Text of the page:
Dance
01.13.17
Meg Stuart and Dana Michel
Gia Kourlas

Two contemporary dancers confront the complications of the performing body.

Meg Stuart performing at American Realness 2017. Photo: Ian Douglas.

Meg Stuart and Dana Michel, Abrons Arts Center, 466 Grand Street, New York City

Dana Michel: January 5, 6, 9, and 10
Meg Stuart: January 5–7 

•   •   •

There aren’t many stars in contemporary dance, but Meg Stuart is one: she shines bright. An American who made her name in Europe more than two decades ago—she now splits her time between Brussels and Berlin—Stuart explores the tension between dance and theater with an exquisite nonchalance. Using movement as her base, she is an excavator of sensations. But right on her heels is the young Montreal-based Dana Michel, who is cementing herself as a fiercely powerful voice with her raw and rich explorations of identity. 

At American Realness 2017, a festival geared toward experimentation, they performed back-to-back. Their approach is both delicate and arduous as they grapple with what it means to be present in a body onstage. As Stuart observes in Are we here yet?—a book about her creative process—what happens in the head and in the body can never truly match up. “One is always thinking, remembering or imagining, superimposing layers on the experience at hand, which confronts one with the impossibility of being totally present.” It’s a difficulty that is only heightened in a theatrical context—as demonstrated by Stuart’s program of four solo works at American Realness. Though admirable in parts, it felt too smooth, too rehearsed.

Signs of Affection (2010) focuses on the hands, which Stuart shakes in front of her face while Greg Fox performs a vigorous drum solo. Planted on one spot of the stage, she rubs her hands together, claps on occasion, and wags her head until her body vibrates uncontrollably. In I take it back (2007), the context is the end of a relationship. After a series of poses, in which Stuart hugs herself from behind or runs the tip of her elbow down the inside of the opposite arm, she delivers lines that start out with “You know when I said . . .” and conclude with “I take it back.” It goes like this: “You know when I said I can’t live without you? I take it back.”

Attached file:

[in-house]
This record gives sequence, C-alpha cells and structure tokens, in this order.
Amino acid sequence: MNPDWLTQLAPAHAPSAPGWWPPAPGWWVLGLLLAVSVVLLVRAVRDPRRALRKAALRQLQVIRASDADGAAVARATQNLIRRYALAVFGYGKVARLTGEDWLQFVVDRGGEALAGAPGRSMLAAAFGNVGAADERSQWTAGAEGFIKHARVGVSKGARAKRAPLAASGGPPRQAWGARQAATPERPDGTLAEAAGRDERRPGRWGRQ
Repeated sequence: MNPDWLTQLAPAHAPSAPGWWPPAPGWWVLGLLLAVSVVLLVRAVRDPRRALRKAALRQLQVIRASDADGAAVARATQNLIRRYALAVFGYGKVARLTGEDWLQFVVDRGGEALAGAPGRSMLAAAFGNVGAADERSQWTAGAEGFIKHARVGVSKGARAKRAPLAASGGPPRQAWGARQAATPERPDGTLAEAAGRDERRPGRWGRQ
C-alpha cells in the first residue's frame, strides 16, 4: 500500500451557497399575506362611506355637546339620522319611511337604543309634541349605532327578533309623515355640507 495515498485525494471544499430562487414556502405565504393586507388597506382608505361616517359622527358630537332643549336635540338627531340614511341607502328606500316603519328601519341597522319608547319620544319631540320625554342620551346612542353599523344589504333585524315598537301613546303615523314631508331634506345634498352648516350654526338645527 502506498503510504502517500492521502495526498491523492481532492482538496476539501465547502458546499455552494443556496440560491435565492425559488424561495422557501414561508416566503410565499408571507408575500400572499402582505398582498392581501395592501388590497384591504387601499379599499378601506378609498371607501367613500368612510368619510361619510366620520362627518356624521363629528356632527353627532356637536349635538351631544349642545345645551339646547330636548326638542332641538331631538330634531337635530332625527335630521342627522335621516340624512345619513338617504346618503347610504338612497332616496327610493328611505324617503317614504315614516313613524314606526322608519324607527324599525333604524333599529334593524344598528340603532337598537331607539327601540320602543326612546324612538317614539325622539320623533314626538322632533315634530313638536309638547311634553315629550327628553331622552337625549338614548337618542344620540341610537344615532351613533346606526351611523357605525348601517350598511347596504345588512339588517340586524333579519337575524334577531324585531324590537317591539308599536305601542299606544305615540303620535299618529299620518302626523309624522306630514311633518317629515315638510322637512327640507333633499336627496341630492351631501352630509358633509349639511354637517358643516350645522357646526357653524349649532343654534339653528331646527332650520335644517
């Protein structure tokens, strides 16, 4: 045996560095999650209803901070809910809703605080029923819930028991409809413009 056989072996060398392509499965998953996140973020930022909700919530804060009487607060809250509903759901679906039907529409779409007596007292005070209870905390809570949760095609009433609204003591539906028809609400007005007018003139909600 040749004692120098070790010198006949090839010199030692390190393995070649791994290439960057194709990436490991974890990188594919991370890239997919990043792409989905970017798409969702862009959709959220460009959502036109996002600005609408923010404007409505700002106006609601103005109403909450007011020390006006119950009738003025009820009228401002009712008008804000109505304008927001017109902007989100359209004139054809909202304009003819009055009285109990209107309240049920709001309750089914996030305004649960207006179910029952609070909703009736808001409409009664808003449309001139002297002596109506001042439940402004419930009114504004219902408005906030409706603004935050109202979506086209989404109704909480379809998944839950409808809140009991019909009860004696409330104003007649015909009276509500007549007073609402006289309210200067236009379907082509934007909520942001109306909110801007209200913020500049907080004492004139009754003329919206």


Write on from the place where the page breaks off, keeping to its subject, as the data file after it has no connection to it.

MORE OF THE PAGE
Both pieces have elegance, though neither particularly sparkles. The pace of the evening is problematic—pauses, both between and within pieces, have an unwelcome eternal quality—but the second half of the program is stronger. XXX for Arlene and Colleagues (1995) was created as a response to the dance critic Arlene Croce’s 1994 New Yorker article “Discussing the Undiscussable,” which explained her refusal to review Bill T. Jones’s Still/Here and how that production related to the trend of “victim art.” Jones’s work dealt with the terminally ill.

Stuart was outraged. Croce’s provocative essay is one of her finest, one that made a healthy challenge to the prevailing, politically correct downtown orthodoxy—at least in my view. Yet Stuart’s response is interesting, too; she darts around the stage and performs manic, repetitive gestures before assuming a stationary pose facing the audience. As Serge Gainsbourg’s “Je t’aime . . . moi non plus” plays, Stuart taps her foot and wiggles her hips; incredibly, she freezes, or paralyzes, half of her face. 

Meg Stuart performing at American Realness 2017. Photo: Ian Douglas.

Just as mesmerizing is All songs have been exhausted (2013), in which she approaches her body as a living archive of memories, dances, influences, and fantasies. The stage, lit by Gilles Roosen, is dusky and dark, creating a velvety backdrop for Stuart’s quicksilver gestures. She touches her throat and caresses the air with her fingers, both birdlike and delicate. As part of the score, William S. Burroughs talks about how, in a dream, the important thing is “to see your hands.”